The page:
Since the start of December 2013, I’d been thinking about creating a game based around having 3D models of characters. Naturally, my first step was to look into analogue games that used miniatures. The ones I’m most familiar with are games like D&D (Dungeons and Dragons), and Game Workshop’s tabletop war games, Warhammer and Warhammer 40,000.
|Warhammer, a fantasy war game created by Games Workshop|
Image source: http://images.rtsguru.com/articles/images/5000/4688/warhammer-fantasy-battle.jpg
Last accessed: 14th April 2014
|Warhammer 40,000, a gothic science fiction war game by Games Workshop|
Image source: http://www.chrisshipton.co.uk/Spacehulk/spacehulk-02.jpg
Last accessed: 14th April 2014
In an adventurer’s turn, the player takes one tile from a pile, and adds it to the map connecting a corridor to a corridor or a room to a room. Rooms are blocked by doorways, open doorways are green, locked doorways and red. Players must find a key to open red doors. Human players must place a tile at the beginning of their turn until all tiles have been placed. The exit tile should be placed in the middle of a shuffled deck of tiles or placed at the bottom of the pile, depending on how long players wish to play.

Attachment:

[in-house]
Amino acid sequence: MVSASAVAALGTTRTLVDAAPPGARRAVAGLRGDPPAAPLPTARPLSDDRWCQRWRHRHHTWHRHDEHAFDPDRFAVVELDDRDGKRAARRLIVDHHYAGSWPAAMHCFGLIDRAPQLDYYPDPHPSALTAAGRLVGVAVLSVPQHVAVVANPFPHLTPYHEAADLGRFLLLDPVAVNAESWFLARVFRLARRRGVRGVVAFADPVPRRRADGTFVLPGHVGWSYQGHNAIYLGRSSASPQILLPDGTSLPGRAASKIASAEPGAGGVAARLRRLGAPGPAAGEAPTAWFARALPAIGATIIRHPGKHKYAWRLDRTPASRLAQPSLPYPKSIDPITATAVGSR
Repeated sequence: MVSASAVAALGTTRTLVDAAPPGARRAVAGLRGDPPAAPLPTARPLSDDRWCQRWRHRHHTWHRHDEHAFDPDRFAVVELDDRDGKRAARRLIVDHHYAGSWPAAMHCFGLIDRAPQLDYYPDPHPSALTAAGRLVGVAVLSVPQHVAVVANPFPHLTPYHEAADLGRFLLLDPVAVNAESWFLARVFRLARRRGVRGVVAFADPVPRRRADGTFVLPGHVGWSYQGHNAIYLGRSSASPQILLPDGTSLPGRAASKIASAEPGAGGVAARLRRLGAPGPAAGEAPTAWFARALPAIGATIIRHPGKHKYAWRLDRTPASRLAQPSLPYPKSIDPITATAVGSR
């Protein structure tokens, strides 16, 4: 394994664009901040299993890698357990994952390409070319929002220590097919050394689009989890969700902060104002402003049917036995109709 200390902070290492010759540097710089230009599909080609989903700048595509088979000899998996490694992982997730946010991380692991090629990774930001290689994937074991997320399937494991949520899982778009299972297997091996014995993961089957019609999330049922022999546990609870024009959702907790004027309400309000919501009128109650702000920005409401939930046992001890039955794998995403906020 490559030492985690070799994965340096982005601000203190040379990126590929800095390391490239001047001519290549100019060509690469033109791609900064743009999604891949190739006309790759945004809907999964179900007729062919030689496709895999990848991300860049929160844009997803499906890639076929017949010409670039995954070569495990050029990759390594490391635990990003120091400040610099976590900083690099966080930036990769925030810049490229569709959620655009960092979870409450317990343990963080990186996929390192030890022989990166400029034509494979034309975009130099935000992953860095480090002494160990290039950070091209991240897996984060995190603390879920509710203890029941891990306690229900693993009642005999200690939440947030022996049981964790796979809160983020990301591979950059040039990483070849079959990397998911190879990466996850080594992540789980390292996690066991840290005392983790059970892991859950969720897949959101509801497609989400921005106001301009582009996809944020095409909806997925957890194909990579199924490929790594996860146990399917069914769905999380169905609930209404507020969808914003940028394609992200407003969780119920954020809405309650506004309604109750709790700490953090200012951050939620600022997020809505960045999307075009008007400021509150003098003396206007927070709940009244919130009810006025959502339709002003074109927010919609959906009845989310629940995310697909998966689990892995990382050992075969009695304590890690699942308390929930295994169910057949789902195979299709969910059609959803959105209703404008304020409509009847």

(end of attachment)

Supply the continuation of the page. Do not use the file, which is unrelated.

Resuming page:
All of these games have a collection of rulebooks that teach players how to play the games with miniatures and scenery, peripherals, that are sold separately in order to play the games properly. Players take a lot of pride in customising their characters in D&D or their armies in Warhammer, so making a miniatures based bored game is a fantastic way to monopolies on merchandise, providing I can hit the right market.
My first attempt at creating a miniatures game was overly complex, I spent a couple weeks coming up with complex rules for a post-apocalyptic tabletop RPG (role playing game) that relied on calculating percentages by using 2d10 (a pair of 10-sided dice). However, it soon occurred to me that creating such a complex and ambitious board game might be a bit too ambitious to attempt within a 9-month time frame.